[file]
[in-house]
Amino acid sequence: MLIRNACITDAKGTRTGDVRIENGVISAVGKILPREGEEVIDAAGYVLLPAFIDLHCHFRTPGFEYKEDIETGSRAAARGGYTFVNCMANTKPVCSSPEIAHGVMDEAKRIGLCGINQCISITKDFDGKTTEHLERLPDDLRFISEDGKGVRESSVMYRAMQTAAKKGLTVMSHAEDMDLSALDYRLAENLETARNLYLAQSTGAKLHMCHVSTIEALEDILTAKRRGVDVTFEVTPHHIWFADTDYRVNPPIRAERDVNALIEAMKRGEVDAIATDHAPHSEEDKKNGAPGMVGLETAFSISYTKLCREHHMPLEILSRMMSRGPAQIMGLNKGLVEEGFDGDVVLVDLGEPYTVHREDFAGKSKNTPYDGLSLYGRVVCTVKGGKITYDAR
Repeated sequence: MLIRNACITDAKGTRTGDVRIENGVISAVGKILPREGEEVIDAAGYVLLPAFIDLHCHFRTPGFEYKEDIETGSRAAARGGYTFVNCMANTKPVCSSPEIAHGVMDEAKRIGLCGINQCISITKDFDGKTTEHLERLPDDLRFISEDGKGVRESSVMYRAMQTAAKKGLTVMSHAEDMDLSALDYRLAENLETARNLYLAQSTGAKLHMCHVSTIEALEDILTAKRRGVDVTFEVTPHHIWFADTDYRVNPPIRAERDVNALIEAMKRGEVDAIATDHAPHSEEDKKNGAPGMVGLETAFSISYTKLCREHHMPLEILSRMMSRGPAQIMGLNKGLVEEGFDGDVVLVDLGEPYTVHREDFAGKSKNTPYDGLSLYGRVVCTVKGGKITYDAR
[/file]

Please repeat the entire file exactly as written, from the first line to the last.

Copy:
[in-house]
Amino acid sequence: MLIRNACITDAKGTRTGDVRIENGVISAVGKILPREGEEVIDAAGYVLLPAFIDLHCHFRTPGFEYKEDIETGSRAAARGGYTFVNCMANTKPVCSSPEIAHGVMDEAKRIGLCGINQCISITKDFDGKTTEHLERLPDDLRFISEDGKGVRESSVMYRAMQTAAKKGLTVMSHAEDMDLSALDYRLAENLETARNLYLAQSTGAKLHMCHVSTIEALEDILTAKRRGVDVTFEVTPHHIWFADTDYRVNPPIRAERDVNALIEAMKRGEVDAIATDHAPHSEEDKKNGAPGMVGLETAFSISYTKLCREHHMPLEILSRMMSRGPAQIMGLNKGLVEEGFDGDVVLVDLGEPYTVHREDFAGKSKNTPYDGLSLYGRVVCTVKGGKITYDAR
Repeated sequence: MLIRNACITDAKGTRTGDVRIENGVISAVGKILPREGEEVIDAAGYVLLPAFIDLHCHFRTPGFEYKEDIETGSRAAARGGYTFVNCMANTKPVCSSPEIAHGVMDEAKRIGLCGINQCISITKDFDGKTTEHLERLPDDLRFISEDGKGVRESSVMYRAMQTAAKKGLTVMSHAEDMDLSALDYRLAENLETARNLYLAQSTGAKLHMCHVSTIEALEDILTAKRRGVDVTFEVTPHHIWFADTDYRVNPPIRAERDVNALIEAMKRGEVDAIATDHAPHSEEDKKNGAPGMVGLETAFSISYTKLCREHHMPLEILSRMMSRGPAQIMGLNKGLVEEGFDGDVVLVDLGEPYTVHREDFAGKSKNTPYDGLSLYGRVVCTVKGGKITYDAR